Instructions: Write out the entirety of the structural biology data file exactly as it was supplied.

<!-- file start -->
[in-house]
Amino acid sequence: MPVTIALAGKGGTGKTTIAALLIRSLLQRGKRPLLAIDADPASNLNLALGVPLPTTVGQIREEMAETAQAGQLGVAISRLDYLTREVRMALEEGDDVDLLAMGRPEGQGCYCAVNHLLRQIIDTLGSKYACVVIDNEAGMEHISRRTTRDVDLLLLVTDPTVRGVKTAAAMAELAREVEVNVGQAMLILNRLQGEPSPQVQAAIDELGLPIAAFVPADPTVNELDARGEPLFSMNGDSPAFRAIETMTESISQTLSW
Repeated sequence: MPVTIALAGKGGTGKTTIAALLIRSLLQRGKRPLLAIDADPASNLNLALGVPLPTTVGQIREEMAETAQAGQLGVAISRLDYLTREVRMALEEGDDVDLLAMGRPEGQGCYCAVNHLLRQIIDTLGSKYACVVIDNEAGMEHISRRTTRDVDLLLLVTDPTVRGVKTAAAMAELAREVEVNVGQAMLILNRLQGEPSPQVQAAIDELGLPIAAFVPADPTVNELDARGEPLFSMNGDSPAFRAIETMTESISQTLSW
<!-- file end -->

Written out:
[in-house]
Amino acid sequence: MPVTIALAGKGGTGKTTIAALLIRSLLQRGKRPLLAIDADPASNLNLALGVPLPTTVGQIREEMAETAQAGQLGVAISRLDYLTREVRMALEEGDDVDLLAMGRPEGQGCYCAVNHLLRQIIDTLGSKYACVVIDNEAGMEHISRRTTRDVDLLLLVTDPTVRGVKTAAAMAELAREVEVNVGQAMLILNRLQGEPSPQVQAAIDELGLPIAAFVPADPTVNELDARGEPLFSMNGDSPAFRAIETMTESISQTLSW
Repeated sequence: MPVTIALAGKGGTGKTTIAALLIRSLLQRGKRPLLAIDADPASNLNLALGVPLPTTVGQIREEMAETAQAGQLGVAISRLDYLTREVRMALEEGDDVDLLAMGRPEGQGCYCAVNHLLRQIIDTLGSKYACVVIDNEAGMEHISRRTTRDVDLLLLVTDPTVRGVKTAAAMAELAREVEVNVGQAMLILNRLQGEPSPQVQAAIDELGLPIAAFVPADPTVNELDARGEPLFSMNGDSPAFRAIETMTESISQTLSW